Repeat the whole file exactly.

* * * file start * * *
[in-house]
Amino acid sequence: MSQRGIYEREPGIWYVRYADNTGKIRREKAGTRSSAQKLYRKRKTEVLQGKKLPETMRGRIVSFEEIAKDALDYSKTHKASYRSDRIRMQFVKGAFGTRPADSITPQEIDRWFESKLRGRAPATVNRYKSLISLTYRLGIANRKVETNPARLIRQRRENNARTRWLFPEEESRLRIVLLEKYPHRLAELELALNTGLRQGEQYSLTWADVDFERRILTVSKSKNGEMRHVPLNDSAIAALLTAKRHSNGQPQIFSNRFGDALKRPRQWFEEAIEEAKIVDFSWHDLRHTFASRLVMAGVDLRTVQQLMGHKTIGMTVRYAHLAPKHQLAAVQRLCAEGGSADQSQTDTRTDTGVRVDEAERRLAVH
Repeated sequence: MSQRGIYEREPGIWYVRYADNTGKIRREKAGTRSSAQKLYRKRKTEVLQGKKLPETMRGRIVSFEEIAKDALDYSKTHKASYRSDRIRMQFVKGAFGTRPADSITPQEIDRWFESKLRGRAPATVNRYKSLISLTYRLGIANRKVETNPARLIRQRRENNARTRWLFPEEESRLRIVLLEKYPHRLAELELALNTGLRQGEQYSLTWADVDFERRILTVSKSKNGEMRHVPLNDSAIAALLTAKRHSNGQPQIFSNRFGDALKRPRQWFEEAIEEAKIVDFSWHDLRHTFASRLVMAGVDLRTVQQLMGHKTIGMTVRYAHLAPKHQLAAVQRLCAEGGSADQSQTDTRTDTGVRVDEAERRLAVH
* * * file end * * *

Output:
[in-house]
Amino acid sequence: MSQRGIYEREPGIWYVRYADNTGKIRREKAGTRSSAQKLYRKRKTEVLQGKKLPETMRGRIVSFEEIAKDALDYSKTHKASYRSDRIRMQFVKGAFGTRPADSITPQEIDRWFESKLRGRAPATVNRYKSLISLTYRLGIANRKVETNPARLIRQRRENNARTRWLFPEEESRLRIVLLEKYPHRLAELELALNTGLRQGEQYSLTWADVDFERRILTVSKSKNGEMRHVPLNDSAIAALLTAKRHSNGQPQIFSNRFGDALKRPRQWFEEAIEEAKIVDFSWHDLRHTFASRLVMAGVDLRTVQQLMGHKTIGMTVRYAHLAPKHQLAAVQRLCAEGGSADQSQTDTRTDTGVRVDEAERRLAVH
Repeated sequence: MSQRGIYEREPGIWYVRYADNTGKIRREKAGTRSSAQKLYRKRKTEVLQGKKLPETMRGRIVSFEEIAKDALDYSKTHKASYRSDRIRMQFVKGAFGTRPADSITPQEIDRWFESKLRGRAPATVNRYKSLISLTYRLGIANRKVETNPARLIRQRRENNARTRWLFPEEESRLRIVLLEKYPHRLAELELALNTGLRQGEQYSLTWADVDFERRILTVSKSKNGEMRHVPLNDSAIAALLTAKRHSNGQPQIFSNRFGDALKRPRQWFEEAIEEAKIVDFSWHDLRHTFASRLVMAGVDLRTVQQLMGHKTIGMTVRYAHLAPKHQLAAVQRLCAEGGSADQSQTDTRTDTGVRVDEAERRLAVH